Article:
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Michael Lind: What Politics Is(n’t) 

(Photo by Win McNamee/Getty Images)

In defense of what politics is and is not.

Michael Lind writes: What is politics? The answer is not obvious. Most Americans on the left and the right either do not know or have forgotten what politics is. Conventional American progressives have pretty much abandoned any distinction between the political realm and society and culture in general, while conventional American conservatives treat politics as an exercise in doctrinal purity. Both sides, in different ways, undermine the idea of a limited public square in which different groups in society can agree on a few big things while agreeing to disagree with others — progressives, by including too much of society in the public square, and conservatives, by blocking compromise with too many ideological tests.

February 23, 2014: People paint on the KGB officers monument in Kiev, Ukraine. (AP Photo/Andrew Lubimov)

February 23, 2014: People paint on the KGB officers monument in Kiev, Ukraine. (AP Photo/Andrew Lubimov)

“The secularization of the population was not necessary, but the secularization of the public sphere was. You could no longer win political debates by appealing to a particular interpretation of divine Scripture. Under the rules of Enlightenment liberalism, you had to make a case for the policy you preferred that was capable of persuading citizens who did not share your religious beliefs. A mere numerical majority was not enough. If the politicians express the will of a majority of voters, and the majority are told how to vote by clerics, then the democracy is really an indirect theocracy.”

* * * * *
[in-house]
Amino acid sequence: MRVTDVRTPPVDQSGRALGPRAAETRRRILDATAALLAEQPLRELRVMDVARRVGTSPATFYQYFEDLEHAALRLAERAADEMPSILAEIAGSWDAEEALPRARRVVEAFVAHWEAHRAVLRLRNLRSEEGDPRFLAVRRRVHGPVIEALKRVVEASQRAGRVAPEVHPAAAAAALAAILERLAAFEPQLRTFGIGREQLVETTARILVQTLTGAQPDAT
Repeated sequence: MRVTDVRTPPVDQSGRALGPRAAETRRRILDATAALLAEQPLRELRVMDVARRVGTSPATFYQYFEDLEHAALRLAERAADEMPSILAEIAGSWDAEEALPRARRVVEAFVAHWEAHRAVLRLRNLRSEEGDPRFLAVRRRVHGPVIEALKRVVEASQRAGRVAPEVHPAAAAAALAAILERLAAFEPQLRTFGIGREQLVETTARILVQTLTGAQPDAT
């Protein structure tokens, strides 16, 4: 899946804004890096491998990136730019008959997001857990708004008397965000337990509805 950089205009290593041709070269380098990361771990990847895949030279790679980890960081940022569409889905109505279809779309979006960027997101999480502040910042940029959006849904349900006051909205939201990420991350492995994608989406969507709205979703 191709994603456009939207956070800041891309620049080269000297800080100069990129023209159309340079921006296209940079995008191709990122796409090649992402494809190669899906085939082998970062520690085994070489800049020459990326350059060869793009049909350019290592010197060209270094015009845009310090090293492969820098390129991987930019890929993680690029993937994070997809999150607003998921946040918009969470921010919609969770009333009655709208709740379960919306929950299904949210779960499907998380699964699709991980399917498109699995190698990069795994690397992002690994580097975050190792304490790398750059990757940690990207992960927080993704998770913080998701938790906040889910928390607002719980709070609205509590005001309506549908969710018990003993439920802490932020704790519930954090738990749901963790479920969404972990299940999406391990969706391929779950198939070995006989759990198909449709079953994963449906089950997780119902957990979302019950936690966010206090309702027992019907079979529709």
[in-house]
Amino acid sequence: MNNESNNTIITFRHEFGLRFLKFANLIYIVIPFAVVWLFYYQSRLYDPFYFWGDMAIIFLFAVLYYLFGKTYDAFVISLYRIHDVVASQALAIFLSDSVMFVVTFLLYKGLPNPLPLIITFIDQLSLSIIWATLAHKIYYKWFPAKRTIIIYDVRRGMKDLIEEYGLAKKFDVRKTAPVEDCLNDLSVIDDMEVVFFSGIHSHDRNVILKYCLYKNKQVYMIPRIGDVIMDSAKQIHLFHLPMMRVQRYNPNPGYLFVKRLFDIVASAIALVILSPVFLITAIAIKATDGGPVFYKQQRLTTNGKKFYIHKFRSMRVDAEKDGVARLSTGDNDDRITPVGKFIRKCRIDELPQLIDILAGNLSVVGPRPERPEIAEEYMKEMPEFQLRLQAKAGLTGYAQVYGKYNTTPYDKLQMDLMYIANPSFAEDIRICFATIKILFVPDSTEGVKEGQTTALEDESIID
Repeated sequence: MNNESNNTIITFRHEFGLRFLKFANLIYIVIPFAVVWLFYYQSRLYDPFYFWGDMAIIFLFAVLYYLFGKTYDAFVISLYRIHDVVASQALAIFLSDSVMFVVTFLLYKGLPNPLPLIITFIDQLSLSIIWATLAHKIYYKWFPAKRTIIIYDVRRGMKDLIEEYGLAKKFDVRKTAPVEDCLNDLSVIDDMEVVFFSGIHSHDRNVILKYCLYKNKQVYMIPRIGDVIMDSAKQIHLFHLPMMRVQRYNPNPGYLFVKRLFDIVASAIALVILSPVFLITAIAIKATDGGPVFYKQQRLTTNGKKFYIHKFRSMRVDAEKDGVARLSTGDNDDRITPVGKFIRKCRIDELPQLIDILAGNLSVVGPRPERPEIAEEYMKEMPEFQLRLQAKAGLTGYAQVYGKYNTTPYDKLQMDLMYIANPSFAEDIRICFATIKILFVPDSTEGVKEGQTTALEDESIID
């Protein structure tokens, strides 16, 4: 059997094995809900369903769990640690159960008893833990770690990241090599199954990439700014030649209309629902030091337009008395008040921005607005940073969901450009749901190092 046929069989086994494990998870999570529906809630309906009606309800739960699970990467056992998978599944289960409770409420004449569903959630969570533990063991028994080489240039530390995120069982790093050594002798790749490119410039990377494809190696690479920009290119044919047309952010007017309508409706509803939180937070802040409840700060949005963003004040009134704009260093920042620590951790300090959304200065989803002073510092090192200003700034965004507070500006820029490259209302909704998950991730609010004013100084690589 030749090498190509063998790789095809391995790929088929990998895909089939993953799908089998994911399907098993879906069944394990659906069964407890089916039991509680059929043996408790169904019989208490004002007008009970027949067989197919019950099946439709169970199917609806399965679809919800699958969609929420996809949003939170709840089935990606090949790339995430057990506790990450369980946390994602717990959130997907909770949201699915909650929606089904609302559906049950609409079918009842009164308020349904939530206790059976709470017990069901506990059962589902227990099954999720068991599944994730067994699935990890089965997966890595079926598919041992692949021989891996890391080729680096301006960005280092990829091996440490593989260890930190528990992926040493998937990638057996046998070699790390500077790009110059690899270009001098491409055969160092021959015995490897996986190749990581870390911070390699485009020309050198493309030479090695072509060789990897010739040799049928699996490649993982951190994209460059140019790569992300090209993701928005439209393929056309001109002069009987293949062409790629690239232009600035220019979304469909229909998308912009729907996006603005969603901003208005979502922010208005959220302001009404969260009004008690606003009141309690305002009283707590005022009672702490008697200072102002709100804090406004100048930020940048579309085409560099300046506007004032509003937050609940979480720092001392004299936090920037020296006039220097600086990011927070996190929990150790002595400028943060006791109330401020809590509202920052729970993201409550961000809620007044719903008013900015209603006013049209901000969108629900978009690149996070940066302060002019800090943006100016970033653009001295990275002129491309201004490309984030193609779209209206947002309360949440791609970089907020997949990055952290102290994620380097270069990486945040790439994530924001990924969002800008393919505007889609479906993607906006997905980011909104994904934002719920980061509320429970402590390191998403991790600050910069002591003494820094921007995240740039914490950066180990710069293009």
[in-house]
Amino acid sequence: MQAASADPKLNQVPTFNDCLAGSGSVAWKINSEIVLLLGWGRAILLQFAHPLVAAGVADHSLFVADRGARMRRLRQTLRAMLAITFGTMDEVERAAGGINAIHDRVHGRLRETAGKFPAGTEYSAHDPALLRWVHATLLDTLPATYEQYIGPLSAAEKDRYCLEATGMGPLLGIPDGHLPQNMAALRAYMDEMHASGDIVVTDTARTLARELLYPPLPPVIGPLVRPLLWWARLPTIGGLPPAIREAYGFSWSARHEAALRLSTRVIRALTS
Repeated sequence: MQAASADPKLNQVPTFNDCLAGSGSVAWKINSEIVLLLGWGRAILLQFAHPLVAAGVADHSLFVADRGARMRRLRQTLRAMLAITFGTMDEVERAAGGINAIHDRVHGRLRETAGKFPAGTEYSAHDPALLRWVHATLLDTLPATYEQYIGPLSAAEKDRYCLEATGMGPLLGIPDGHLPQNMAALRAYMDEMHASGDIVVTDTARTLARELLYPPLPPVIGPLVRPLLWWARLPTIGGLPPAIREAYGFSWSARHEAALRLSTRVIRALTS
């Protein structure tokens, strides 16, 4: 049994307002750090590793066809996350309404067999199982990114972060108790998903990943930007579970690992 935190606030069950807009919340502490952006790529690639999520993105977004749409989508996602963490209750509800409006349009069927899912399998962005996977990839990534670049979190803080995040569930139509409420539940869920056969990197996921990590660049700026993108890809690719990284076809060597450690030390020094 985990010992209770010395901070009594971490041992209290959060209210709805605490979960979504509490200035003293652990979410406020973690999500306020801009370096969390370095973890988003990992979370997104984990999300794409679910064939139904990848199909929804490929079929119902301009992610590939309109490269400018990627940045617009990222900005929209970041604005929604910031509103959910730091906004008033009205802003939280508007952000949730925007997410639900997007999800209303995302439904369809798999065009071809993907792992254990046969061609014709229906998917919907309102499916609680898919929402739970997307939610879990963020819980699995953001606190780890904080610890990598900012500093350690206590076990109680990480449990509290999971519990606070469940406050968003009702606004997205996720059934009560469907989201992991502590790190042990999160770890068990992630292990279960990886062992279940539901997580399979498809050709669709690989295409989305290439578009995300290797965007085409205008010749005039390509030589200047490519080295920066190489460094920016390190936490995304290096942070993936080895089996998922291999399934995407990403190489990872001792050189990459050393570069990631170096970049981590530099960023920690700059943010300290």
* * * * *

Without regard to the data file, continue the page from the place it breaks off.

Politics is only possible in a society in which much, if not most, of social life is not politicized. In premodern communities in which every aspect of life was regulated by custom or religious law, there was no politics, in the modern sense. There was no public sphere because there was no private sphere. Tribal custom or divine law, as interpreted by tribal elders or religious authorities, governed every action, leaving no room for individual choice. There were power struggles, to be sure. But there was no political realm separate from the tribe or the religious congregation. And disagreement was heresy.

A February protest against a liquified natural gas export facility in Maryland. Susan Yin/Chesapeake Climate Action Network

A February protest against a liquified natural gas export facility in Maryland. Susan Yin/Chesapeake Climate Action Network

The separation of church and state — strictly speaking, the privatization of religious belief, beginning in early modern Europe and America — was the precondition for modern politics. The secularization of the population was not necessary, but the secularization of the public sphere was. You could no longer win political debates by appealing to a particular interpretation of divine Scripture.

“Conventional American progressives have pretty much abandoned any distinction between the political realm and society and culture in general, while conventional American conservatives treat politics as an exercise in doctrinal purity. Both sides, in different ways, undermine the idea of a limited public square in which different groups in society can agree on a few big things while agreeing to disagree with others — progressives, by including too much of society in the public square, and conservatives, by blocking compromise with too many ideological tests.”

Under the rules of Enlightenment liberalism, you had to make a case for the policy you preferred that was capable of persuading citizens who did not share your religious beliefs. A mere numerical majority was not enough. If the politicians express the will of a majority of voters, and the majority are told how to vote by clerics, then the democracy is really an indirect theocracy.